Wednesday, August 31, 2011

It's the same, except when it's different

Fouad Ajami in the Wall Street Journal, glossing over his predictions of late 2010 --

On the face of it, the similarities of the undoing of the terrible regimes of Saddam Hussein and Moammar Gadhafi are striking. The spectacles of joy in Tripoli today recall the delirious scenes in Baghdad's Firdos Square in 2003—the statues pulled down, the palaces of faux grandeur and kitsch ransacked by people awakening to their own sense of violation and power, the man at the helm who had been full of might and bravado making a run for it, exposed as a paranoid and pretender, living in fear of his day of reckoning.

In neither case had the people of these two tormented societies secured their liberty on their own. In Baghdad, the Baathist reign of terror would have lasted indefinitely had George W. Bush not pushed it into its grave. 

So, Saddam would have lasted forever without the Bush invasion, even as we now know that Arabs can get rid of seemingly well-entrenched dictators with much more selective foreign help?  Perhaps realizing the contradiction, the rest of Ajami's article is a narrative of how Libya's neighbours were much more well inclined to regime change than Iraq's.  Er ... Iran? Which requires him to dance between claiming that Iran regressed into a historical Persian rivalry with Iraq while Saudi Arabia failed to embrace Iraqi regime change because they saw it as inspired by ... Iran!

There wasn't only one

Matthew Yglesias, amid another weirdly flippant reference to Nazi Germany ("Operation Anschluss")

 [Quoting Hans-Olaf Henkel]  That is why we need a plan “C”: Austria, Finland, Germany and the Netherlands to leave the eurozone and create a new currency leaving the euro where it is. [end quote]

you could see this as basically a re-creation of the Holy Roman Empire. ... Someday, rich Northern Italy might succeed in separating from the poorer provinces and might want to sign up, approximating the HR Empire at its greatest extent. We might look back on the past 200 years as a kind of weird interregnum characterized by a series of madcap schemes (by Napoleon, Hitler, Jean-Claude Trichet, etc.) to impose political unity on western Europe.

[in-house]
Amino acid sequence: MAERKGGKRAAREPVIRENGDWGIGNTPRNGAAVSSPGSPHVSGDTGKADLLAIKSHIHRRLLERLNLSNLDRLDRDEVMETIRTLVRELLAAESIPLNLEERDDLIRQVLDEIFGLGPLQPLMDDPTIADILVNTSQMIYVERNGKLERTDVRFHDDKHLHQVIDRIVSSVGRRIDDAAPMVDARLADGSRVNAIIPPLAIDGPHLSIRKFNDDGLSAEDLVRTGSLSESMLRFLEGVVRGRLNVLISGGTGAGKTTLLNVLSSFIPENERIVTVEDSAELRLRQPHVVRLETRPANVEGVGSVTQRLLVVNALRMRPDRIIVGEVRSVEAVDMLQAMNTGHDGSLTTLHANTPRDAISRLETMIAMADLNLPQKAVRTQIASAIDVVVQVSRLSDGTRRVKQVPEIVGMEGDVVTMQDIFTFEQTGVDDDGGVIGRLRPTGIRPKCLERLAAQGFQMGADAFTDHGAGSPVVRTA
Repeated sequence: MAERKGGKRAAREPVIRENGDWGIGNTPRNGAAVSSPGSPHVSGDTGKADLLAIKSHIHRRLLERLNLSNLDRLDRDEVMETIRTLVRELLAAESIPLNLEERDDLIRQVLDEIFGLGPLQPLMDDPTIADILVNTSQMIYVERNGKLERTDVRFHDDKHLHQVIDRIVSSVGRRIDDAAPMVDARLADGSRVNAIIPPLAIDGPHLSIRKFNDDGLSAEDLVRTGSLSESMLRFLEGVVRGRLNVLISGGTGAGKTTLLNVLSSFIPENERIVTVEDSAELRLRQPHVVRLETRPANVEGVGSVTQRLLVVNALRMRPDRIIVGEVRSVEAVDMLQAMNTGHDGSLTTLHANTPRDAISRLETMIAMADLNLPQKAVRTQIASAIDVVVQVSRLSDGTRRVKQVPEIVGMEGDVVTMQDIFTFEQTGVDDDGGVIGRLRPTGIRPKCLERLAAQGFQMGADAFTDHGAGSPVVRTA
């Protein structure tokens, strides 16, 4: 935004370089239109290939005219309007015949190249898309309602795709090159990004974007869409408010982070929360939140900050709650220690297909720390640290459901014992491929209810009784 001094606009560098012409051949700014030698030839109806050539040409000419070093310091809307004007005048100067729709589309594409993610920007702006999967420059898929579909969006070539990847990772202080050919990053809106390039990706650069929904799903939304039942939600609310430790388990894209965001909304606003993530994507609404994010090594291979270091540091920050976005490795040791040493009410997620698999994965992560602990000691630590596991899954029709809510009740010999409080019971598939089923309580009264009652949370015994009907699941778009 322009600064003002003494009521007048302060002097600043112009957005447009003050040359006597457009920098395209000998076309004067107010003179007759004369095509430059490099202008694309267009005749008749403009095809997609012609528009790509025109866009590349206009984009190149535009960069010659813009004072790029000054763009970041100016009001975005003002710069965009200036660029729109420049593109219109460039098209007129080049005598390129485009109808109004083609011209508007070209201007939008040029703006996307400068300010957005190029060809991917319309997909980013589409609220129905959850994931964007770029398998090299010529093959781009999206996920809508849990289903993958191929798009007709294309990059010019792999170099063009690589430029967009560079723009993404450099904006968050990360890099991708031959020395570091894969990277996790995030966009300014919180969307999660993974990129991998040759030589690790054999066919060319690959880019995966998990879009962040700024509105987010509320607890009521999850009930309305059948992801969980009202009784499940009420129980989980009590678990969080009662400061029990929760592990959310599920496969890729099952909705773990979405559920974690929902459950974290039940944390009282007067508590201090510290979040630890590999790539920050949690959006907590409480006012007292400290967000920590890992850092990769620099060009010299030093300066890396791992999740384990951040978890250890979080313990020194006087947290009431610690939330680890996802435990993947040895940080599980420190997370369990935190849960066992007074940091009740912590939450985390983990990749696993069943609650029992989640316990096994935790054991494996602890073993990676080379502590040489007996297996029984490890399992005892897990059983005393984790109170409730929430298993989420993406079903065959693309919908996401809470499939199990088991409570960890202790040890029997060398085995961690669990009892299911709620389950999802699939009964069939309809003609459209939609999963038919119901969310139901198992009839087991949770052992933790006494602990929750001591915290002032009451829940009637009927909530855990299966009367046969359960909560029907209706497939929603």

Hilarious, except for one problem.  The Holy Roman Empire didn't use a single currency.

Tuesday, August 30, 2011


Dick Cheney interview with Wall Street Journal --

As we finish up, Mr. Cheney diverts into a consideration of the sorts of responses governments may have to make when confronted by things in the news now, such as "flash mobs" using social media to organize riots through London. "It's going to present us with some pretty significant challenges that we've only begun to address."  "Tough problem," the public-policy lifer says, before finally stepping back from a challenge: "My generation is not going to have to deal with it. But yours is."

OK, there were certainly some complex social phenomena behind the London riots.  But conceptually and technologically, it's hard to see what's difficult about them.  Indeed, precisely because of the use of social media, the flash mob networks are much easier to monitor than the kind of snooping that Cheney wanted to do.

Which raises the question: did Cheney really understand the technological aspects of terrorism, or was it all just part of something alien to a man from another era, but a man who had been given the bureaucratic power to, seemingly, control it?